Bearish UDSA report
The U.S. Department of Agriculture on Sept. 12 released its monthly World Agricultural Supply and Demand report. The September report typically doesn't have too much revision for wheat, but analysts were paying attention to world numbers.
2016-17 world ending stocks came in at 255.8 million metric tons, slightly below the 258.5 million metric tons average trade guess. 2017-18 world ending stocks came in at 263.1 million metric tons, also slightly below the 263.9 average trade guess. U.S. ending stocks remained unchanged from the August report at 933 million bushels.
The largest revisions on the world scale came from a 3.5 million metric ton increase in Russian production due to good weather, a 1 million metric ton reduction from Australia and a 700,000 metric ton reduction from the European Union. Expected exports were thus increased 1 million metric tons for Russia, 500,000 metric tons for Ukraine and 300,000 metric tons for Turkey. European Union and Australian exports were decreased 1 million metric tons and 500,000 metric tons, respectively.
Spring wheat harvested acreage came in estimated at 10.497 million acres, with no revisions for this summer's drought affected areas of the Dakotas and Montana.
Breaking down the 2017-18 stocks to use ratios from the Sept. 12 report by class: hard red spring (Minneapolis) 27.8 percent, hard red winter (Kansas City) 51.7 percent, soft red (Chicago) 74.6 percent, white 23 percent and durum 22.2 percent.
If we take a snapshot from the April 2017 report, the two largest drawdowns were Minneapolis, which was over 32 percent, and durum, which was over 45 percent before this summer's northern drought. Although Kansas City trimmed off about 9 percent due in part to lower plantings, Chicago slightly increased. These ratios will make it that much more difficult to break resistance areas in Kansas City and Chicago.
The Chicago December $4.48 level was exceeded a few times during trade this week, but failed to close above that level. This is the most important number right now in the wheat complex. If Chicago can manage to close above this level, it would spark additional short covering. The September contracts are now off the board, so it's just as realistic that December contracts now as the front months could sag to those levels. That could mean 20 cent hits in all contracts just based on the carry.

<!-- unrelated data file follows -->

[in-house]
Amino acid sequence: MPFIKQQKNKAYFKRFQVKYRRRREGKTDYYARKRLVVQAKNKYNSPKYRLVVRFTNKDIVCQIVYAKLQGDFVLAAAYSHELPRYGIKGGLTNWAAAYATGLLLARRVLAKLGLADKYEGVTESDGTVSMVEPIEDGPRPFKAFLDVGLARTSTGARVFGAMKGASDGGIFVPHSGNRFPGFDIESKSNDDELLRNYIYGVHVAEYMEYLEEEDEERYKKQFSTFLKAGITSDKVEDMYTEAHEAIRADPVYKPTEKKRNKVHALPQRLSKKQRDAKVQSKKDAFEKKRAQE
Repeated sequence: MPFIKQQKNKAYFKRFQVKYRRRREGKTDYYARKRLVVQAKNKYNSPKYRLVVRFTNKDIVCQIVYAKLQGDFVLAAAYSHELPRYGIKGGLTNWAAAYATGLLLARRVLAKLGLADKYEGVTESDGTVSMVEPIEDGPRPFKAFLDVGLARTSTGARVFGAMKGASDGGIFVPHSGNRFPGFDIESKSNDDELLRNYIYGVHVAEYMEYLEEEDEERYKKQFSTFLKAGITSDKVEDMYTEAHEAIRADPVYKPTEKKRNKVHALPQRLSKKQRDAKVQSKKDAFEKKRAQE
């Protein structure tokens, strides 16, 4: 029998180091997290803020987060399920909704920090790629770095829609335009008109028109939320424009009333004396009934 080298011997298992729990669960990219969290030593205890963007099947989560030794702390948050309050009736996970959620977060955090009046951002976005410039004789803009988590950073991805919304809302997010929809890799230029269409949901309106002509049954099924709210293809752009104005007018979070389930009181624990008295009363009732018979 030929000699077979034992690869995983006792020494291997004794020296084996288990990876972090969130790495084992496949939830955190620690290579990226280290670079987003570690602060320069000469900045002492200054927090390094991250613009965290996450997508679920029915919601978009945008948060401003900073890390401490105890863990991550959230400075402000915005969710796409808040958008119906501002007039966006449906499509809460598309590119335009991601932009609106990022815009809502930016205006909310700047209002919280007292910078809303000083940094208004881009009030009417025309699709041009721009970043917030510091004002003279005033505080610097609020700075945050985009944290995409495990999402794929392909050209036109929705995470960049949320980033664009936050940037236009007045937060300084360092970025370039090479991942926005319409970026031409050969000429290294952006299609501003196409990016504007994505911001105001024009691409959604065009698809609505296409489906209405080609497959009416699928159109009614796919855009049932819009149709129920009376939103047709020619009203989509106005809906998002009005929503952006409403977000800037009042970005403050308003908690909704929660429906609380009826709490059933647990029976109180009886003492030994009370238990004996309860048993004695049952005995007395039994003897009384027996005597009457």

Some winter wheat areas are experiencing rain, which together with large world stocks is keeping a lid on upward price momentum. Weekly export sales were a non-starter at 11.6 million bushels.
For the week ending Sept. 14, December contracts for Minneapolis wheat were down 14.25 cents at $6.325, up 5.25 cents at $4.43 for Chicago wheat, and up 0.5 cents at $4.42 for Kansas City wheat.
USDA raised expected yield to 169.9 bushels per acre, up 0.4 bushels per acre from the August report. This increased expected production by 31 million bushels to 14.184 billion bushels. This would be the third highest U.S. corn crop on record, higher than most trade expectations. The largest crop on record in 2016 followed by the third largest crop does make for burdensome supplies in the 2.3 billion carryout range.
USDA increased 2017-18 U.S. ending stocks by 62 million bushels to 2.335 billion bushels compared to the August estimate of 2.273 billion bushels. Corn usage was lowered 50 million bushels. Feed and residual was raised 25 million and ethanol usage was decreased 25 million bushels. World stocks are estimated at 202.47 million metric tons (7.97 billion bushels) versus 200.87 million metric tons in August. Farm gate expected prices were lowered by 10 cents per bushel to $3.20.
December corn traded close to the contract low of $3.4425 after the USDA report Sept. 12. Current support would be $3.4425, with resistance at $3.605. September contracts expired and December could sag to those levels in a full carry market. The September contract traded as low as $3.285 on Aug. 30. For the week ending Sept. 14, December was down 2.5 cents at $3.5425.
China announced plans to increase ethanol usage to E-10 in its markets by 2020. As many as 10 new ethanol plants are planned for the northeastern corn producing provinces. The plan looks to clean up air quality and increase internal demand for corn. This announcement was enough to spark corn contracts in Sept. 13 trade but enough selling pressure came in to keep contracts in check.
Ethanol production for the week ending Sept. 8 averaged 1.047 million barrels per day. This is down 1.23 percent from last week and down 4.28 percent from last year. Stocks as of Sept. 8 were 21.132 million barrels. This was up 0.8 percent from last week and up 4.58 percent from last year. Corn used in last week's production was 109.94 million bushels. Corn needs to average 104.776 million bushels per week to meet USDA's estimate of 5.475 billion bushels.